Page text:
° *lx P' w^ic^» while they stood in open defiance to their v^v^/ sovereign, they would in vain have required of him. i6io. That he acknowledged, with infinite shame and remorse, the errors of his early conduct, when their plausible pretences had seduced him to tread with them the paths of rebellion, and bear arms against his prince and country. That his following services, he hoped, had sufficiently testified his repentance; and his death would now atone for that guilt, the only one with which he could justly reproach himself. That in all his warlike enterprises he was warranted by that commission, which he had received from his and their master, against whose lawful authority they had erected their standard. That to venture his life for his sovereign was the least part of his merit: He had even thrown down his arms in obedience to the sacred commands of the Icing; and had resigned to them the victory, which, in defiance of all their efforts, he was still enabled to dispute with them. That no blood had ever been shed by him but in the field of battle; and many persons were now in his eye, many now dared to pronounce sentence of death upon him, whose life, forfeited by the laws of war, he had formerly saved from the fury of the soldiers. That he was sorry to find no better testimony of their return to allegiance than the murder of so faithful a subject, in whose death the king's commission must be, at once, so highly injured and affronted. That as to himself, they had in vain endeavoured to vilify and degrade him by all their studied indignities: The justice of his cause, he knew, would ennoble any fortune; nor had he other affliction than to see the authority of his prince, with which he was invested, treated with so much ignominy. And that he now joyfully followed, by a like unjust sentence, his late sovereign; and should be happy if, in his future destiny, he could follow him to the same
blissful blissful mansions, where his piety and humane vir- Chap. tues had already, without doubt, secured him an eternal recompense. i650.
Montrose's sentence was next pronounced against him, "That he, James Graham, (for this was the only name they vouchsafed to give him,) "should next day be carried to Edinburgh cross, "and there be hanged on a gibbet, thirty feet high, "for the space of three hours: Then be taken "down, his head be cut off upon a scaffold, and "affixed to the prison: His legs and arms be stuck "up on the four chief towns of the kingdom: His "body be buried in the place appropriated for com"mon malefactors; except the church, upon his "repentance, should take off his excommunica"tion."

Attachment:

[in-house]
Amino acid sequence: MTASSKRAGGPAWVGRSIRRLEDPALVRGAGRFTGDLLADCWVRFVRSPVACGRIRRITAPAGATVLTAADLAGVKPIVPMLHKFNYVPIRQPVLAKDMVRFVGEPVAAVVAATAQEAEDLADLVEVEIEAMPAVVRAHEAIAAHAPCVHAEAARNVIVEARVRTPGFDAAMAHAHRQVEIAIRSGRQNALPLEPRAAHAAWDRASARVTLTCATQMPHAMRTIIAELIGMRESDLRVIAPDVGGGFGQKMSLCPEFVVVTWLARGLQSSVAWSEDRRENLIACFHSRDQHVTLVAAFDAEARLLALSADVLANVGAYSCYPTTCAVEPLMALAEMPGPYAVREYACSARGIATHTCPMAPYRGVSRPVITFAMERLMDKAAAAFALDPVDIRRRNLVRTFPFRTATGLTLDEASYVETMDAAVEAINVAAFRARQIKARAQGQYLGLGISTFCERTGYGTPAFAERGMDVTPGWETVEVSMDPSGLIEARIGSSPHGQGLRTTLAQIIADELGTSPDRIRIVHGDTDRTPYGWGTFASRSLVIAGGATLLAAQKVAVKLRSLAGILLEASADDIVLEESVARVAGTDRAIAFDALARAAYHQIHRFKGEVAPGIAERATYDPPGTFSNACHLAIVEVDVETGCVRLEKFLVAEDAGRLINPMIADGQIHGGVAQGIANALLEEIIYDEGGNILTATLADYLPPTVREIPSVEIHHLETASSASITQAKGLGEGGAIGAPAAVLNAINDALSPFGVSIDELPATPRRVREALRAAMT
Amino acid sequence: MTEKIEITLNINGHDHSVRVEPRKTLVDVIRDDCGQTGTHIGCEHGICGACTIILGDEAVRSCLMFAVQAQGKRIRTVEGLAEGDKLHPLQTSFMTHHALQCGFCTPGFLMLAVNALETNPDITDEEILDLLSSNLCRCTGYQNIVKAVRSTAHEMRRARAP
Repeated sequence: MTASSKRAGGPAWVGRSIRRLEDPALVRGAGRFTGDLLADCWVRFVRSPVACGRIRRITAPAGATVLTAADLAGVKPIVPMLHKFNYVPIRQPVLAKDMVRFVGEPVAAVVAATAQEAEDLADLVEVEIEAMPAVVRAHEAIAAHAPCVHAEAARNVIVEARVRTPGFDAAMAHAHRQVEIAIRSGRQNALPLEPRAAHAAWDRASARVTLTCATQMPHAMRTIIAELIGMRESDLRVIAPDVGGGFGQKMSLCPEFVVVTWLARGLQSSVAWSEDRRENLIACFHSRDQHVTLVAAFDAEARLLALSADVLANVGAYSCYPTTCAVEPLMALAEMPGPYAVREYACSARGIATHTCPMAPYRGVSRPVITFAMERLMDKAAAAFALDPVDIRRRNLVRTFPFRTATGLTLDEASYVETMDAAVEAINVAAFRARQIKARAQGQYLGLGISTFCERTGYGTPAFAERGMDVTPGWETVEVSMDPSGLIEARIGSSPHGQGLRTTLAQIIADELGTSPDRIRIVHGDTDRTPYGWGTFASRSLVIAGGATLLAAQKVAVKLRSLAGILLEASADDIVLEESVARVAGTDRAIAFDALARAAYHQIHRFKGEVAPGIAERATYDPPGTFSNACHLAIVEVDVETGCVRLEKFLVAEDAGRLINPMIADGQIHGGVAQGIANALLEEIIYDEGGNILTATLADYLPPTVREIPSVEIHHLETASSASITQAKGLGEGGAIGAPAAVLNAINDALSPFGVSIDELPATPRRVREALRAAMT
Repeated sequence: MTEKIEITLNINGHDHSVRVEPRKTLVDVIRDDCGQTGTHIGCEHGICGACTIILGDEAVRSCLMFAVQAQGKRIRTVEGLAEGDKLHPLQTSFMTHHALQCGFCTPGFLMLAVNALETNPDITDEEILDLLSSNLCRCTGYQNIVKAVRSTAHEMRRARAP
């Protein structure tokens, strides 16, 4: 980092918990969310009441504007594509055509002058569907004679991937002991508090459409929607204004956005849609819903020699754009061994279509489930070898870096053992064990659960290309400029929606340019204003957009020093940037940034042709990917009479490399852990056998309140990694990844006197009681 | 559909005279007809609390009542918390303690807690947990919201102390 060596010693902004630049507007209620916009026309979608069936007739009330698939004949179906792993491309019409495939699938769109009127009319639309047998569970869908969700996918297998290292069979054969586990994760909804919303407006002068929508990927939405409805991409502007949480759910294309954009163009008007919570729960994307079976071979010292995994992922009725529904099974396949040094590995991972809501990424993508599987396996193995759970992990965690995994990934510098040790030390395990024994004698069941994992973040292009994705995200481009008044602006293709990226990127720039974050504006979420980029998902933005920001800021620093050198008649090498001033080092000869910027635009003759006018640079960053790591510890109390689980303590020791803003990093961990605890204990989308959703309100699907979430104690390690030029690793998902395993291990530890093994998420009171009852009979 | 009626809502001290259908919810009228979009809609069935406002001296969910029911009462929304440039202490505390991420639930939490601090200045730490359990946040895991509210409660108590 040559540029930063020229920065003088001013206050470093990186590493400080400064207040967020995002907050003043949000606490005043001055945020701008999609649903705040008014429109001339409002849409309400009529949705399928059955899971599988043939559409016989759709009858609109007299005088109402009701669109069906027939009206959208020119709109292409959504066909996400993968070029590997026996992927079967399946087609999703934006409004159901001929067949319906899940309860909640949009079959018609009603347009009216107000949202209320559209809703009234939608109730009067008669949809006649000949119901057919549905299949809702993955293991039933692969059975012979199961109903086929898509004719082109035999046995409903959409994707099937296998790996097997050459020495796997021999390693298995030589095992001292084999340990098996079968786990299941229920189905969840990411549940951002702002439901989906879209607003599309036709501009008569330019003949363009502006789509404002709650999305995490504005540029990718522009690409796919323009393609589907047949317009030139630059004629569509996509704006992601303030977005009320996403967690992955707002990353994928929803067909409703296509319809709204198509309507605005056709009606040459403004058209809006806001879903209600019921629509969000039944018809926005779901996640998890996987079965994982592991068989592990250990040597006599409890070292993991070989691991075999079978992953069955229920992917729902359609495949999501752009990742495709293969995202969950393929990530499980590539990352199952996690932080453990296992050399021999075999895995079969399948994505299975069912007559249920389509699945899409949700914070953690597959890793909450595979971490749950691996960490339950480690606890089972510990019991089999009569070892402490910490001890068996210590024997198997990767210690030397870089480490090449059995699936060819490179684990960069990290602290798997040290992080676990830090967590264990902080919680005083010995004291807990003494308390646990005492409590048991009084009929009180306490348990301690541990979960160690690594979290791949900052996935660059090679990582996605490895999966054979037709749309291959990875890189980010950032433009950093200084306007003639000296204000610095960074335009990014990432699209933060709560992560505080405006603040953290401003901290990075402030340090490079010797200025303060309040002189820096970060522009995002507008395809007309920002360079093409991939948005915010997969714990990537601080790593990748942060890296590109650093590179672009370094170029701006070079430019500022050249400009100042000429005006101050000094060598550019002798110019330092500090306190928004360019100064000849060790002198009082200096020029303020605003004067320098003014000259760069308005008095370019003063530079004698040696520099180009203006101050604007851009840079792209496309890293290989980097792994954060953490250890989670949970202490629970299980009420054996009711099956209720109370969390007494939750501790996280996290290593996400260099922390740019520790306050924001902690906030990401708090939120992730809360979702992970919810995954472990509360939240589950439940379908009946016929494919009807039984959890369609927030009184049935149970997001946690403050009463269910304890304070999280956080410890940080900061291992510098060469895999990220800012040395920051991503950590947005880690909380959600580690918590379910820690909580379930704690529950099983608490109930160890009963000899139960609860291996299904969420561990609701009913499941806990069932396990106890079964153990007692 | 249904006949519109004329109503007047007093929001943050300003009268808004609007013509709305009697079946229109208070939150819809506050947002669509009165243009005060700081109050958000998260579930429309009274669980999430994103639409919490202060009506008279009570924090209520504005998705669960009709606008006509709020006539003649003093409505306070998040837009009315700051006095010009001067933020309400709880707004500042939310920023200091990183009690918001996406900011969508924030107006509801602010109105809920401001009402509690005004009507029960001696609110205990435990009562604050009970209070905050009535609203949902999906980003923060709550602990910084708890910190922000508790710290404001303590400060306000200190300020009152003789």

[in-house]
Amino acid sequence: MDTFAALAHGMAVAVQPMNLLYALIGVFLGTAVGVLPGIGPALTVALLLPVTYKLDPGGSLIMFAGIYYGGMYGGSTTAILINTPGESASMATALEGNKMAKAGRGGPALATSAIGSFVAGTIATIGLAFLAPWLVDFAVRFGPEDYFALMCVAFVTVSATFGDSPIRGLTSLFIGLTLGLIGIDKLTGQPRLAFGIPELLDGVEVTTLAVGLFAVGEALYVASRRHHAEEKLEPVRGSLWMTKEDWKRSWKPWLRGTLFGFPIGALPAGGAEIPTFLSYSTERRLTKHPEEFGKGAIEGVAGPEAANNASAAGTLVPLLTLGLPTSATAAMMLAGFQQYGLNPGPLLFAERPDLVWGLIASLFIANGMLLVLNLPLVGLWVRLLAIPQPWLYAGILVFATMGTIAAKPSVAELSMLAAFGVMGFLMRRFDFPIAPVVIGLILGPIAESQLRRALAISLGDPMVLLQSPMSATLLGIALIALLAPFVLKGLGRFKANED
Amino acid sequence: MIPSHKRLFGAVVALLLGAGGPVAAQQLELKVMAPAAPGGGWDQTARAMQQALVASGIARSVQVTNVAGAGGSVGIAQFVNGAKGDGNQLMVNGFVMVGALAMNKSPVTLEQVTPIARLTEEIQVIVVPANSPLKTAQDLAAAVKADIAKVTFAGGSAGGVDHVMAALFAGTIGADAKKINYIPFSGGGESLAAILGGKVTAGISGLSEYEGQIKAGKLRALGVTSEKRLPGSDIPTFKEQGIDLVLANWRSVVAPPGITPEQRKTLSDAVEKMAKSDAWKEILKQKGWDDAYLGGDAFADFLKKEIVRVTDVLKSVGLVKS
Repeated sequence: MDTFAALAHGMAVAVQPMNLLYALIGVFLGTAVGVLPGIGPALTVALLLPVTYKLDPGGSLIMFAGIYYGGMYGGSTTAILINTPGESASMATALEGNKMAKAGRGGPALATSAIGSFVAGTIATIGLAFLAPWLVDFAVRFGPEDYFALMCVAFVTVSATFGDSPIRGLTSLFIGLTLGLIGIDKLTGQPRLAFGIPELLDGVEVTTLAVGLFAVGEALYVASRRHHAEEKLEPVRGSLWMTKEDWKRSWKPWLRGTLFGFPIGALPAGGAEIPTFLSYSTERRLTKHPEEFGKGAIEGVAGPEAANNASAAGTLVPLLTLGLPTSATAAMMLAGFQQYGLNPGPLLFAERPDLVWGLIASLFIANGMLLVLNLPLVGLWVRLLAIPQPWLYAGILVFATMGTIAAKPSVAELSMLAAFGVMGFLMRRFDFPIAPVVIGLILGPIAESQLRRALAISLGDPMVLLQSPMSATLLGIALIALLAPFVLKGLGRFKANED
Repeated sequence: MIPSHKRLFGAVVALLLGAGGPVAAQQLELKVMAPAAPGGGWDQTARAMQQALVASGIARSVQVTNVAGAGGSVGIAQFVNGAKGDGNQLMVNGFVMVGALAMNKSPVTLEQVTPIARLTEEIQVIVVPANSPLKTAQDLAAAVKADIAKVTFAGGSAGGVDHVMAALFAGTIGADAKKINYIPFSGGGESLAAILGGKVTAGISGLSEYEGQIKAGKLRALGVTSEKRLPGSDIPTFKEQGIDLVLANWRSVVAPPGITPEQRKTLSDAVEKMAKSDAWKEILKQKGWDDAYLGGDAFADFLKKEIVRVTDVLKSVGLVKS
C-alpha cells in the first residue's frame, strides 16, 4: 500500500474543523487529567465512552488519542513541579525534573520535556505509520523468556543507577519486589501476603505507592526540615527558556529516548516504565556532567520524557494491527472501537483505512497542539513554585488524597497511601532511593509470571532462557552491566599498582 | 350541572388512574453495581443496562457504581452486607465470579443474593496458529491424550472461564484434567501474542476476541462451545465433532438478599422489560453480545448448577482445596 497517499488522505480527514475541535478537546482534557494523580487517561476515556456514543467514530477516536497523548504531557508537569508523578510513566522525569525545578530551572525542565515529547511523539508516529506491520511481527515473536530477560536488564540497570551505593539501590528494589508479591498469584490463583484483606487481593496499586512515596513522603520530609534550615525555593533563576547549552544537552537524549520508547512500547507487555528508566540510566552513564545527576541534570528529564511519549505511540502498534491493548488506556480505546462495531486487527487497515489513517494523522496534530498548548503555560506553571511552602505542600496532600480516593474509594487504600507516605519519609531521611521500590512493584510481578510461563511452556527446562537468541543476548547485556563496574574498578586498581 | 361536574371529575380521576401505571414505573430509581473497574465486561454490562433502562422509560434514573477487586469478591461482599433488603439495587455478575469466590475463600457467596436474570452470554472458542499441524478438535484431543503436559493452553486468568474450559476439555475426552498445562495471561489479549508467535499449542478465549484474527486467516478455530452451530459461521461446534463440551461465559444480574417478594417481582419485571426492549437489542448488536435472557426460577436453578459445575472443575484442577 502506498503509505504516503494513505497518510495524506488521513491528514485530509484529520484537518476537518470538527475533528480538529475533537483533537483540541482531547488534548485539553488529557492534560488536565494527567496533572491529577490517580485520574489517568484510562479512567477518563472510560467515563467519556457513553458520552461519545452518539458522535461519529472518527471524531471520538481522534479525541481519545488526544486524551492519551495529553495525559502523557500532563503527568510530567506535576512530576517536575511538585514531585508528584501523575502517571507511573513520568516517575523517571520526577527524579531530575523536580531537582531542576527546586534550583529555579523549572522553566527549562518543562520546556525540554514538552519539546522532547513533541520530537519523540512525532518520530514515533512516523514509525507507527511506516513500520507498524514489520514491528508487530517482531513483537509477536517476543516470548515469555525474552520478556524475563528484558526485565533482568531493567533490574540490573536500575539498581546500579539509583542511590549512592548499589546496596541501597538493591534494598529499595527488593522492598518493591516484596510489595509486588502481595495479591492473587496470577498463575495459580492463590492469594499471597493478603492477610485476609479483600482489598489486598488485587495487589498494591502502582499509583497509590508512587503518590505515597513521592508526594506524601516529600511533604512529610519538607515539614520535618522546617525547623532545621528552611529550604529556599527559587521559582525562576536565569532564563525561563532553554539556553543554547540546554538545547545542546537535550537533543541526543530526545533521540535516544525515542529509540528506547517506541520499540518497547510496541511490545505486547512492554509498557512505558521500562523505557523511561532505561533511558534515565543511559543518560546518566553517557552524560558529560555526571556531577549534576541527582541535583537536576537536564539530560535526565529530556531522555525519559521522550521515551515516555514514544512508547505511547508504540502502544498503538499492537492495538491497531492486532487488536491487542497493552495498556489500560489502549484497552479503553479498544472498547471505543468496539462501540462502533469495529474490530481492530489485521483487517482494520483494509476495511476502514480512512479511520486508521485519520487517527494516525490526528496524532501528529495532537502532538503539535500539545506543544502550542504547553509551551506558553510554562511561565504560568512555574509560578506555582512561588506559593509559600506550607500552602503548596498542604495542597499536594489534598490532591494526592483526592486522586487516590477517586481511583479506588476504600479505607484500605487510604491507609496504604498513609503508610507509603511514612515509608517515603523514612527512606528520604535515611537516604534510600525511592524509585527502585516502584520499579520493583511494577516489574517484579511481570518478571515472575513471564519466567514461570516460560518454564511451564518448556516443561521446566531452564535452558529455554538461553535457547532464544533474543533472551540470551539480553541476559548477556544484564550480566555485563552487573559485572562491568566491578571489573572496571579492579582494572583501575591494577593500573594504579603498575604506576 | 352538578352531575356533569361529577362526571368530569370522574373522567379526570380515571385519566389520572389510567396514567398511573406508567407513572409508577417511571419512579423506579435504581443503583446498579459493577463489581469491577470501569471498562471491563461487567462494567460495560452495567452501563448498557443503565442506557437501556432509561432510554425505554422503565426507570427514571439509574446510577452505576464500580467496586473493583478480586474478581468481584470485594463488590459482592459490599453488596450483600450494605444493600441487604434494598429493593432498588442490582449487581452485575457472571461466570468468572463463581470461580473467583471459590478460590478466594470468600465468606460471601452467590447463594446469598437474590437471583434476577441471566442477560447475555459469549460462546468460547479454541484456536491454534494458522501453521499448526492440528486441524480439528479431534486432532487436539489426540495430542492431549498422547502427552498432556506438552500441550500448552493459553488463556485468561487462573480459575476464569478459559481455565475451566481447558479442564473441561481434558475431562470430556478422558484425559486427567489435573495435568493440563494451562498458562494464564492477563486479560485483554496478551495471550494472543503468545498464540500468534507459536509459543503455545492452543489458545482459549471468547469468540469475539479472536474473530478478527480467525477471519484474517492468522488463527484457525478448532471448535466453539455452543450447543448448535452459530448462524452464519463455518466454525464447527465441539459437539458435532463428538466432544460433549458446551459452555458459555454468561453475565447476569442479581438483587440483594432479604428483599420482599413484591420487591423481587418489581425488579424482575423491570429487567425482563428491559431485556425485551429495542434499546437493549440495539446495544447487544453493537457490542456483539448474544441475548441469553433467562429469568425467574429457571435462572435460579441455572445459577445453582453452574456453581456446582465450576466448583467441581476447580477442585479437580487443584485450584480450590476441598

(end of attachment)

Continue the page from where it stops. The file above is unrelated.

The clergy, hoping that the terrors of immediate death had now given them an advantage over their enemy, flocked about him, and insulted over his fallen fortunes. They pronounced his damnation, and assured him, that the judgment, which he was so soon to suffer, would prove but an easy prologue to that which he must undergo hereafter. They next offered to pray with him: But he was too well acquainted with those forms of imprecation which they called prayers. "Lord, vouchsafe yet "to touch the obdurate heart of this proud incorri«< gible sinner; this wicked, perjured, traitorous, "and profane person, who refuses to hearken to "the voice of thy church." Such were the petitions, which, he expected they would, according to custom, offer up for him. He told them, that they were a miserably deluded and deluding people; and would shortly bring their country under the most insupportable servitude, to which any nation had ever been reduced. "For my part," added he, "I am much prouder to have my head affixed "to the place where it is sentenced to stand, than "to have my picture hang in the king's bed-cham
° 'Lx P'" ^er' ^o *"ar *"rom being sorry that my quarters.
v^v^" ate to be sent to four cities of the kingdom; I i65o. «* wish I had limbs enow to be dispersed into all "the cities of Christendom, there to remain as "testimonies in favour of the cause for which I "suffer." This sentiment, that very evening, while in prison, he threw into verse. The poem remains; a signal monument of his heroic spirit, and no despicable proof of his poetical genius.
n«t. May. Noav was led forth, amidst the insults of his enemies and the tears of the people, this man of illustrious birth, and of the greatest renown in the nation, to suffer, for his adhering to the laws of his country, and to the rights of his sovereign, the ignominous death destined to the meanest malefactor. Every attempt, which the insolence of the governing party had made to subdue his spirit, had hitherto proved fruitless: They made yet one effort more, in this last and melancholy scene, when all enmity, arising from motives merely human, is commonly softened and disarmed. The executioner brought that book, which had been published in elegant Latin, of his great military actions, and tied it by a cord about his neck. Montrose smiled at this new instance of their malice. He thanked them, however, for their officious zeal; and said, that he bore this testimony of his bravery and loyalty with more pride than he had ever worn the garter. Having asked, whether they had any more indigKxecated. njtjes to put upon him, and renewing some devout ejaculations, he patiently endured the last act of the executioner.
Thus perished, in the thirty-eighth year of his age, the gallant marquis of Montrose; the man whose military genius, both by valour and conduct, had shone forth beyond any which, during these civil disorders, had appeared in the three kingdoms. The finer arts too, he had, in his youth, successfully cultivated; and whatever was sublime,